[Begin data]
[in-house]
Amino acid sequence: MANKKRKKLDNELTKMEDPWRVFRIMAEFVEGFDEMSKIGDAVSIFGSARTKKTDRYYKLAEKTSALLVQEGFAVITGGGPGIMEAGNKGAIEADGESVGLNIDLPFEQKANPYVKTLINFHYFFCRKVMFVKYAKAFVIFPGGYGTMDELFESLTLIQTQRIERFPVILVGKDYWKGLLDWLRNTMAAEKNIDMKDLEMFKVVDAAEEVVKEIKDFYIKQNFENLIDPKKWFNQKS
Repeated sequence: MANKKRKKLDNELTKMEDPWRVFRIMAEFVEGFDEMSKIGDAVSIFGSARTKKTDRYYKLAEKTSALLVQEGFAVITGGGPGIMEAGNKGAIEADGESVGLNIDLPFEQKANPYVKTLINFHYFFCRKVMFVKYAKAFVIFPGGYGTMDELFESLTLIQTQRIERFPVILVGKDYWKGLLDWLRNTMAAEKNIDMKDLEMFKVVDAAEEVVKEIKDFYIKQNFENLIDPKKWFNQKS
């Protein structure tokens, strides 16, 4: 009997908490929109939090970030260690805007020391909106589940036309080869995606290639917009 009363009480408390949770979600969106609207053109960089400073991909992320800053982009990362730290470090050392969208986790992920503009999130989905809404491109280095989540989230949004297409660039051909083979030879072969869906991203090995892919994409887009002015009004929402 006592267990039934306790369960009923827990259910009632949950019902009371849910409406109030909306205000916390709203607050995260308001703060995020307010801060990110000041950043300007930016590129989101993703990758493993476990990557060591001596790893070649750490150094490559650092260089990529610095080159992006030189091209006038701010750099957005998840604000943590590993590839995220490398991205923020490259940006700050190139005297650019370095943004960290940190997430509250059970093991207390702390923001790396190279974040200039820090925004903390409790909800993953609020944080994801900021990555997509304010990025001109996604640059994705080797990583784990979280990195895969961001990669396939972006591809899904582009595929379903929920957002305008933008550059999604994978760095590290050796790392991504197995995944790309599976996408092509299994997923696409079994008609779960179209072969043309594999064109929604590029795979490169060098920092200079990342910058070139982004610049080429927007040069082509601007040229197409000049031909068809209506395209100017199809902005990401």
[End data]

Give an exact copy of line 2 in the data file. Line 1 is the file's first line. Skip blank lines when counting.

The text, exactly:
Amino acid sequence: MANKKRKKLDNELTKMEDPWRVFRIMAEFVEGFDEMSKIGDAVSIFGSARTKKTDRYYKLAEKTSALLVQEGFAVITGGGPGIMEAGNKGAIEADGESVGLNIDLPFEQKANPYVKTLINFHYFFCRKVMFVKYAKAFVIFPGGYGTMDELFESLTLIQTQRIERFPVILVGKDYWKGLLDWLRNTMAAEKNIDMKDLEMFKVVDAAEEVVKEIKDFYIKQNFENLIDPKKWFNQKS